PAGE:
Hot tea brewing method:
Bring filtered or freshly drawn cold water to a rolling boil. Break tea apart and place 1 slightly heaping teaspoon of loose tea for each 7-9oz/200-260ml of fluid volume in the teapot. Pour the boiling water into the teapot.

Cover and let steep for 3-7 minutes according to taste (the longer the steeping time the stronger the tea). Add milk and sugar to taste.

SERVING THIS AS ICED TEA IS GENERALLY NOT RECOMMENDED. HOWEVER, SHOULD YOU WISH TO BREW IT ANYWAY, PLEASE FOLLOW THE INSTRUCTIONS BELOW:
Iced tea brewing method (Pitcher): (to make 1 liter/quart): Break tea apart and place 6 slightly heaping teaspoons of loose tea into a teapot or heat resistant pitcher. Using filtered or freshly drawn cold water, boil and pour 1¼ cups/315ml over the tea. Steep for 5 minutes. Quarter fill a serving pitcher with cold water. Pour the tea into your serving pitcher straining the tea. Add ice and top-up the pitcher with cold water. Garnish and sweeten to taste. A rule of thumb when preparing fresh brewed iced tea is to increase the strength of hot tea since it will be poured over ice and diluted with cold water. (Note: Some luxury quality teas may turn cloudy when poured over ice. This is a sign of luxury quality and nothing to worry about.)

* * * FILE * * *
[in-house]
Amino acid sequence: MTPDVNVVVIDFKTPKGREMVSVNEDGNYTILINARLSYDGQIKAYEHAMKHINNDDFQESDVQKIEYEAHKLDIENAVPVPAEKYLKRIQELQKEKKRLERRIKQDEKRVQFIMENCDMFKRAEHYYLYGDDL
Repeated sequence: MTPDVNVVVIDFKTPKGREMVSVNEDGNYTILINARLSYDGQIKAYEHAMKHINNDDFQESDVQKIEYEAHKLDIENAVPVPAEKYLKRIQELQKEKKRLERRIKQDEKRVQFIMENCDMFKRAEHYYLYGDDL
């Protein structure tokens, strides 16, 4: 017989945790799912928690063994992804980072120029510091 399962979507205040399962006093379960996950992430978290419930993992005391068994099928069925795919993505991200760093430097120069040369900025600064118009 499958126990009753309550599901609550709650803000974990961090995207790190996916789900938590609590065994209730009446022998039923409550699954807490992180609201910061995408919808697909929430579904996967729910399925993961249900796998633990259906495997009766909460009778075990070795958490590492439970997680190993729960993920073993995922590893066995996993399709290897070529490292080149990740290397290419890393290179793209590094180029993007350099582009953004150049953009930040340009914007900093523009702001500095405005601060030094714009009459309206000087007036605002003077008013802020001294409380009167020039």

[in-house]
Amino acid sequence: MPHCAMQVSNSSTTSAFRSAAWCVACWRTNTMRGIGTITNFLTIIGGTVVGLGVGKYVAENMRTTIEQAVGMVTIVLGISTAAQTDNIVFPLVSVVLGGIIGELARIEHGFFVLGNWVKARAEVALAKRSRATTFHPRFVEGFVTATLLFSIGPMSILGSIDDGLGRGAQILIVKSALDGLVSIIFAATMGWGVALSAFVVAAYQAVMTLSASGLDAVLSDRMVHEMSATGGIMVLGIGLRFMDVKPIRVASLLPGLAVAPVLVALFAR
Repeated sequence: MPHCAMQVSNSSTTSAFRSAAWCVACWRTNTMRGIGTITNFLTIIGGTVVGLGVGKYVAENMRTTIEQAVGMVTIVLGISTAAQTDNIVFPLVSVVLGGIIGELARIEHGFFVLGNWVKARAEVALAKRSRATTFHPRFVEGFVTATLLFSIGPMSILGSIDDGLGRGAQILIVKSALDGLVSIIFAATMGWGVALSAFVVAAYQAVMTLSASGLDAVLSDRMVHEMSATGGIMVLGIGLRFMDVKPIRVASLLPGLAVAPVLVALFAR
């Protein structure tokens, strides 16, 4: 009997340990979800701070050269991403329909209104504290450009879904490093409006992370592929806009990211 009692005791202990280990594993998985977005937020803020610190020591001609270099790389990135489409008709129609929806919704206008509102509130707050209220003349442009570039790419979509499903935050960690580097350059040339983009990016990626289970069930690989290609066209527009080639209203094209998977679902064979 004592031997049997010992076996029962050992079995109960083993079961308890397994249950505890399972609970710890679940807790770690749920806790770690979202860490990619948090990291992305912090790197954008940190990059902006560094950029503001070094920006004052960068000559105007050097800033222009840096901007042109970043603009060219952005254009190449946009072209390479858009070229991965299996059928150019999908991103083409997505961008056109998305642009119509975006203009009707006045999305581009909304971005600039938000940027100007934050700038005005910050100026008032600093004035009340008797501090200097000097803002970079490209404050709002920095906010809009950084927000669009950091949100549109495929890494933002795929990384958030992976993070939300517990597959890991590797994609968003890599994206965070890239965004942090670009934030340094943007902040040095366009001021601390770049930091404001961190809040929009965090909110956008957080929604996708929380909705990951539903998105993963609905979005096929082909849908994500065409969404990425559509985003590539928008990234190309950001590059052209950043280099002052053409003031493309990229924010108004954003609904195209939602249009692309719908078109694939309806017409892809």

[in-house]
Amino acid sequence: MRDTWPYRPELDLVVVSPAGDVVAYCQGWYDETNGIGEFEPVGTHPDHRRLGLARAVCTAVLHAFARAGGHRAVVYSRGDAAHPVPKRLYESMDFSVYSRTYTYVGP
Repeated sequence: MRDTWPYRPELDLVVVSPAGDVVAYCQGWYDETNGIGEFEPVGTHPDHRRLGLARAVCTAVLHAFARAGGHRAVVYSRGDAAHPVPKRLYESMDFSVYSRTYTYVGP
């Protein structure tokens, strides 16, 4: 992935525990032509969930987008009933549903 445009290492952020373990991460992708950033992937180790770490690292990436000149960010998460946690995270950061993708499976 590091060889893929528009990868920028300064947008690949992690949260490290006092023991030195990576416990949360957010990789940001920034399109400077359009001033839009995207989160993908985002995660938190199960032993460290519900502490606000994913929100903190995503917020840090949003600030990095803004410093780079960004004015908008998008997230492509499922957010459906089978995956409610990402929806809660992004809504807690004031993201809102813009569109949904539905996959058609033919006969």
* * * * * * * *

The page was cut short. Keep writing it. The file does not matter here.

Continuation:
Iced tea brewing method (Individual Serving): Break tea apart and place 1 slightly heaping teaspoon of loose tea into a teapot for each serving required. Using filtered or freshly drawn cold water, boil and pour 6-7oz/170-200ml per serving over the tea. Cover and let steep for 5 minutes. Add hot tea to a 12oz/375ml acrylic glass filled with ice, straining the tea. Not all of the tea will fit, allowing for approximately an additional ½ serving. Sweeten and/or add lemon to taste. A rule of thumb when preparing fresh brewed iced tea is to increase the strength of hot tea since it will be poured over ice and diluted. (Note: Some luxury quality teas may turn cloudy when poured over ice. This is a sign of luxury quality and nothing to worry about!)

RECOMMENDATION FOR SEPARATION: We recommend the use of our ‘Pu-Erh knife’ for best results

RECOMMENDATION FOR MEASURING: We recommend the use of our ‘1 Cup of Perfect Tea’ measuring spoon for best results

ANTIOXIDANT BENEFIT: More antioxidants are extracted from tea (L. Camellia Sinesis), or rooibos (Asphalatus Linearis), the longer it is brewed….and the more tea or rooibos that is used, the greater the antioxidant benefit.

FOOD SAFETY ADVISORY: We strongly recommend using filtered or freshly drawn cold water brought to a rolling boil when brewing all types of tea. Today‟s water has been known to carry viruses, parasites and bacteria. Boiling the water will kill these elements and reduce the potential incidence of water-borne illnesses.

Ideal Brewing Temperature: 100ºC/212ºF. Minimum Brewing Temperature: 90ºC/194ºF.